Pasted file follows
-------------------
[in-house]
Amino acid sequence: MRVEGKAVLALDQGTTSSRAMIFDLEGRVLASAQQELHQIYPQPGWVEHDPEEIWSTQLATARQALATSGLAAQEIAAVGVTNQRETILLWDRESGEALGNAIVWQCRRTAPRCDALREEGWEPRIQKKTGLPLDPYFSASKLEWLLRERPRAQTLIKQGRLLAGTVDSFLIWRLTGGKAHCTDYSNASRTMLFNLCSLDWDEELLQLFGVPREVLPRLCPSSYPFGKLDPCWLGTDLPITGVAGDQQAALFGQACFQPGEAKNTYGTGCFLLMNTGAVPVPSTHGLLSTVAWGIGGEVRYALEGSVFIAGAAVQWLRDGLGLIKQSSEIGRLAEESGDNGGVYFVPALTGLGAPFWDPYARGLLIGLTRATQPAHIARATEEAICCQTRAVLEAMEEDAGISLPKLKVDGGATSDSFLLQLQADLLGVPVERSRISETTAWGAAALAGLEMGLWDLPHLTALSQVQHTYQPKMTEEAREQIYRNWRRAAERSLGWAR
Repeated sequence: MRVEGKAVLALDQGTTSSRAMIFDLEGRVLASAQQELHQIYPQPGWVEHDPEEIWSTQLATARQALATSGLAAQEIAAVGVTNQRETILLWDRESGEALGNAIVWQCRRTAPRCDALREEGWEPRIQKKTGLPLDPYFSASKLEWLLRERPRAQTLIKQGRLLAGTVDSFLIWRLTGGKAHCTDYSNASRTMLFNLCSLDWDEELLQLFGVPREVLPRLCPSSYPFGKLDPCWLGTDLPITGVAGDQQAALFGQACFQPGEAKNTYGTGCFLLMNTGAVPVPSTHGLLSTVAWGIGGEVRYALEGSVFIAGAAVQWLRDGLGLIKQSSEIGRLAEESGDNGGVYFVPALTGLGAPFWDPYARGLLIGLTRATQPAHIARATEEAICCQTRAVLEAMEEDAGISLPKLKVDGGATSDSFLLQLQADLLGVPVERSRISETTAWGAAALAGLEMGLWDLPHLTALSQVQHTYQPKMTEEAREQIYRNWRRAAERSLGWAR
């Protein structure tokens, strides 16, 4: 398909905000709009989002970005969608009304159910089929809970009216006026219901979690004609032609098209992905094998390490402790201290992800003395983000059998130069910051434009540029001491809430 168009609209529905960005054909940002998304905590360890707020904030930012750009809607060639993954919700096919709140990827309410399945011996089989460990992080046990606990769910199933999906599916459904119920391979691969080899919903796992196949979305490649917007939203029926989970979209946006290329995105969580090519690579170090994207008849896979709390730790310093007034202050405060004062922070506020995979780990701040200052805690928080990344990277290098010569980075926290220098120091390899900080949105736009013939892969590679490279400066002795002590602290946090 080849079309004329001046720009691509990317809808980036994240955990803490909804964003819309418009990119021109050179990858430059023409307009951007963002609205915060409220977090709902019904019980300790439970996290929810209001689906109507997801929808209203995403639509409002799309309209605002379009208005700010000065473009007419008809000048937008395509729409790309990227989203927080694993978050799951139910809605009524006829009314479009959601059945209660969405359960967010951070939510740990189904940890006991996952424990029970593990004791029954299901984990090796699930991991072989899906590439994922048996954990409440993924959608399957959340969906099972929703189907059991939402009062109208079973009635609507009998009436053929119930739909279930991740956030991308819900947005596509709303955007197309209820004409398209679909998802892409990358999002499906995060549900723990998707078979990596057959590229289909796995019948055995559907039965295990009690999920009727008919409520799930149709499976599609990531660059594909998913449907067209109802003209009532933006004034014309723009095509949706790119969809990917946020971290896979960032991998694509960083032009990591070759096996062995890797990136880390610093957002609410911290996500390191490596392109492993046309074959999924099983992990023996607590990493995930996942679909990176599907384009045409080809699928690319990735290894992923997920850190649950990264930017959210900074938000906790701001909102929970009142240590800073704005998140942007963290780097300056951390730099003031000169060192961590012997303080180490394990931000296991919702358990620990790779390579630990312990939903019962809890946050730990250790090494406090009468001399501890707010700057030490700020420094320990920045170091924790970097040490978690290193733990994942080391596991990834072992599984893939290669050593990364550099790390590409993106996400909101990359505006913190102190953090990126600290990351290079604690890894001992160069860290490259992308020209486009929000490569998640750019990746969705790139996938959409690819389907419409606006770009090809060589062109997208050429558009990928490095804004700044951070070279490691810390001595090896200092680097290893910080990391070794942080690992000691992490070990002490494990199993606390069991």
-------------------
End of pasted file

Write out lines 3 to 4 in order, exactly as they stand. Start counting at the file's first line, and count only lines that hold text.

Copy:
Repeated sequence: MRVEGKAVLALDQGTTSSRAMIFDLEGRVLASAQQELHQIYPQPGWVEHDPEEIWSTQLATARQALATSGLAAQEIAAVGVTNQRETILLWDRESGEALGNAIVWQCRRTAPRCDALREEGWEPRIQKKTGLPLDPYFSASKLEWLLRERPRAQTLIKQGRLLAGTVDSFLIWRLTGGKAHCTDYSNASRTMLFNLCSLDWDEELLQLFGVPREVLPRLCPSSYPFGKLDPCWLGTDLPITGVAGDQQAALFGQACFQPGEAKNTYGTGCFLLMNTGAVPVPSTHGLLSTVAWGIGGEVRYALEGSVFIAGAAVQWLRDGLGLIKQSSEIGRLAEESGDNGGVYFVPALTGLGAPFWDPYARGLLIGLTRATQPAHIARATEEAICCQTRAVLEAMEEDAGISLPKLKVDGGATSDSFLLQLQADLLGVPVERSRISETTAWGAAALAGLEMGLWDLPHLTALSQVQHTYQPKMTEEAREQIYRNWRRAAERSLGWAR
């Protein structure tokens, strides 16, 4: 398909905000709009989002970005969608009304159910089929809970009216006026219901979690004609032609098209992905094998390490402790201290992800003395983000059998130069910051434009540029001491809430 168009609209529905960005054909940002998304905590360890707020904030930012750009809607060639993954919700096919709140990827309410399945011996089989460990992080046990606990769910199933999906599916459904119920391979691969080899919903796992196949979305490649917007939203029926989970979209946006290329995105969580090519690579170090994207008849896979709390730790310093007034202050405060004062922070506020995979780990701040200052805690928080990344990277290098010569980075926290220098120091390899900080949105736009013939892969590679490279400066002795002590602290946090 080849079309004329001046720009691509990317809808980036994240955990803490909804964003819309418009990119021109050179990858430059023409307009951007963002609205915060409220977090709902019904019980300790439970996290929810209001689906109507997801929808209203995403639509409002799309309209605002379009208005700010000065473009007419008809000048937008395509729409790309990227989203927080694993978050799951139910809605009524006829009314479009959601059945209660969405359960967010951070939510740990189904940890006991996952424990029970593990004791029954299901984990090796699930991991072989899906590439994922048996954990409440993924959608399957959340969906099972929703189907059991939402009062109208079973009635609507009998009436053929119930739909279930991740956030991308819900947005596509709303955007197309209820004409398209679909998802892409990358999002499906995060549900723990998707078979990596057959590229289909796995019948055995559907039965295990009690999920009727008919409520799930149709499976599609990531660059594909998913449907067209109802003209009532933006004034014309723009095509949706790119969809990917946020971290896979960032991998694509960083032009990591070759096996062995890797990136880390610093957002609410911290996500390191490596392109492993046309074959999924099983992990023996607590990493995930996942679909990176599907384009045409080809699928690319990735290894992923997920850190649950990264930017959210900074938000906790701001909102929970009142240590800073704005998140942007963290780097300056951390730099003031000169060192961590012997303080180490394990931000296991919702358990620990790779390579630990312990939903019962809890946050730990250790090494406090009468001399501890707010700057030490700020420094320990920045170091924790970097040490978690290193733990994942080391596991990834072992599984893939290669050593990364550099790390590409993106996400909101990359505006913190102190953090990126600290990351290079604690890894001992160069860290490259992308020209486009929000490569998640750019990746969705790139996938959409690819389907419409606006770009090809060589062109997208050429558009990928490095804004700044951070070279490691810390001595090896200092680097290893910080990391070794942080690992000691992490070990002490494990199993606390069991």